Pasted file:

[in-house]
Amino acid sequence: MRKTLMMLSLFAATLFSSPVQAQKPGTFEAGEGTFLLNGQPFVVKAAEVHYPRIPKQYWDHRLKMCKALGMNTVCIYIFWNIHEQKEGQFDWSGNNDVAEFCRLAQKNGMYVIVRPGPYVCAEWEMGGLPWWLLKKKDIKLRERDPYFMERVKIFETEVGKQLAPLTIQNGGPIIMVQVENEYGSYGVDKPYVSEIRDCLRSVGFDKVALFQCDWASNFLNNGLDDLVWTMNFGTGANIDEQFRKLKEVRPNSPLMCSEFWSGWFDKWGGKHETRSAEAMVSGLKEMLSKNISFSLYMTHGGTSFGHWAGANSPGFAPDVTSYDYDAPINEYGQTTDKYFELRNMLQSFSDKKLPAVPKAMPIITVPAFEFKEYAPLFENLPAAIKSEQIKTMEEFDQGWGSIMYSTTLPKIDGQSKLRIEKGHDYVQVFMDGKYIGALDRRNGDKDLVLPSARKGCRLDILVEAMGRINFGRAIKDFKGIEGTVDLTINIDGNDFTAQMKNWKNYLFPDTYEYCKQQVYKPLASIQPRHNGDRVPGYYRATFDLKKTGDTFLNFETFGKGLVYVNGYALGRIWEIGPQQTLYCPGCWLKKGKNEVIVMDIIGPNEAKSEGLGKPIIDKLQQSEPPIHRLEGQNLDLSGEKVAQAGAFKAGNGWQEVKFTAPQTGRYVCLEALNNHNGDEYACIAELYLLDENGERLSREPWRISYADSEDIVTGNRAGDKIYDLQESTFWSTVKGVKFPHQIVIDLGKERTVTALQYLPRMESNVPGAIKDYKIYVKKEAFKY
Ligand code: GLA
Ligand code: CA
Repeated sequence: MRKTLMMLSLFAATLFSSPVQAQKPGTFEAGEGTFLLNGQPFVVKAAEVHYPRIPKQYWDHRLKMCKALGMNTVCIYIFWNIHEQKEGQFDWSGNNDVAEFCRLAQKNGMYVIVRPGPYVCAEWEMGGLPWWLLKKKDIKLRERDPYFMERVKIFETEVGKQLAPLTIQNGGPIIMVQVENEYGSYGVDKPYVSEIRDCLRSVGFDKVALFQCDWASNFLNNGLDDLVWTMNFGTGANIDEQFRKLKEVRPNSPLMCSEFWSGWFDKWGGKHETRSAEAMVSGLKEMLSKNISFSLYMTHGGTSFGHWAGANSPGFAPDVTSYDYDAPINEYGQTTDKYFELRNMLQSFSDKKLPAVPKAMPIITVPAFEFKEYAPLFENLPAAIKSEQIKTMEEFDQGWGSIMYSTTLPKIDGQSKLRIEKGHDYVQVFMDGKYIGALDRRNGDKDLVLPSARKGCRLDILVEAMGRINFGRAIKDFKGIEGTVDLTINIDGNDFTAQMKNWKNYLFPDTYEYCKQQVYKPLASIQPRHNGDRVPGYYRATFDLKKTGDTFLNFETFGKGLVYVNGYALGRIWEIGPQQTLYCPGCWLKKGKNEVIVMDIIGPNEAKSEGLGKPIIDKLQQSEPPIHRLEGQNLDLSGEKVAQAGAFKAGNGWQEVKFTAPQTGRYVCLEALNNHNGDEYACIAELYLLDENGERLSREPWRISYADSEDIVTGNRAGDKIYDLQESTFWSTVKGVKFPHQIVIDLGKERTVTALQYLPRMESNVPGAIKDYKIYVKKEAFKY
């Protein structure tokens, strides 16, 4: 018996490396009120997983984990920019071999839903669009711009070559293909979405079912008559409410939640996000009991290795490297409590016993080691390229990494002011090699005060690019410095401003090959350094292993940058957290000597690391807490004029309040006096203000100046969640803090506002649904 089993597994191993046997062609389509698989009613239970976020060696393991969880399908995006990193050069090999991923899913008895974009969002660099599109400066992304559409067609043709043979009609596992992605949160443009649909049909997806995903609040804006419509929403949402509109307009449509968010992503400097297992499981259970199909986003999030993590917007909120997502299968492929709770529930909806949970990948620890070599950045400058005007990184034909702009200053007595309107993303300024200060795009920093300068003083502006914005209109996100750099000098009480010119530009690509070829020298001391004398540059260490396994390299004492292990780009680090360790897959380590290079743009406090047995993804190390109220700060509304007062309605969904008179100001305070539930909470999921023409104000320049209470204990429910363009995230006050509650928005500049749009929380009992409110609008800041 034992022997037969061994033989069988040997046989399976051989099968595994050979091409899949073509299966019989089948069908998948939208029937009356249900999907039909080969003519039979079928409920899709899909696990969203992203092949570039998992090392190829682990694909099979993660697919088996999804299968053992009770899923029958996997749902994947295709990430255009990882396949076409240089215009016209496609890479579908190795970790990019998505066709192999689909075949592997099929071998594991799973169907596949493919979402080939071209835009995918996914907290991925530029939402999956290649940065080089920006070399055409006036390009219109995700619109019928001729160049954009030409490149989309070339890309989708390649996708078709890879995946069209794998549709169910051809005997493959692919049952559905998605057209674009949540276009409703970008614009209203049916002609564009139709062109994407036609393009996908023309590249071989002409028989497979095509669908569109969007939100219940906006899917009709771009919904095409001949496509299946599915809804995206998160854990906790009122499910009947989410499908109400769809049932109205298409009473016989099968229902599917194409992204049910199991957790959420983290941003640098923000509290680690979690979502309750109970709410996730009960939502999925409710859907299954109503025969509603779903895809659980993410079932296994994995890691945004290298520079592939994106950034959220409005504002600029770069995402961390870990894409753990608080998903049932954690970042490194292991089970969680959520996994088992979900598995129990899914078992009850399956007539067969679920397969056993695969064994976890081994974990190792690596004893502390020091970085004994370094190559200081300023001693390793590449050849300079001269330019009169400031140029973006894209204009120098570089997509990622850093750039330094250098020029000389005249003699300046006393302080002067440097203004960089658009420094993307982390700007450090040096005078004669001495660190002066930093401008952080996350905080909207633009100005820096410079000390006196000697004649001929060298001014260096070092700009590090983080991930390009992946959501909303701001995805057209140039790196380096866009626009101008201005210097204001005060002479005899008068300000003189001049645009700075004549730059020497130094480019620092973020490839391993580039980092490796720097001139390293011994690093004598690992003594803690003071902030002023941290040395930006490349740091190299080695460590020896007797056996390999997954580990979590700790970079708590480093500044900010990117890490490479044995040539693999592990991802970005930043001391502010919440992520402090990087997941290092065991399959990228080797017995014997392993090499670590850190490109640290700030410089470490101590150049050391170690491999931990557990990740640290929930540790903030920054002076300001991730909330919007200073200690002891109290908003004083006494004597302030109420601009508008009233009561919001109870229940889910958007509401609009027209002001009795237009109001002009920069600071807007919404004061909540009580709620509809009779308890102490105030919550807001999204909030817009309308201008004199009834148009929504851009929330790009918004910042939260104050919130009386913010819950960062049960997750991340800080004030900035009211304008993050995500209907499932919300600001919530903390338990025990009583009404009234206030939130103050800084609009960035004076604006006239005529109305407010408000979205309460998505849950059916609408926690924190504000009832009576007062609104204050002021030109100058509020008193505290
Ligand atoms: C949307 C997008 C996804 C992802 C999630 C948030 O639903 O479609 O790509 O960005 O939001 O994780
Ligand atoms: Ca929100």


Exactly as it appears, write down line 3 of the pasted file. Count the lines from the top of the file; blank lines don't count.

Ligand code: GLA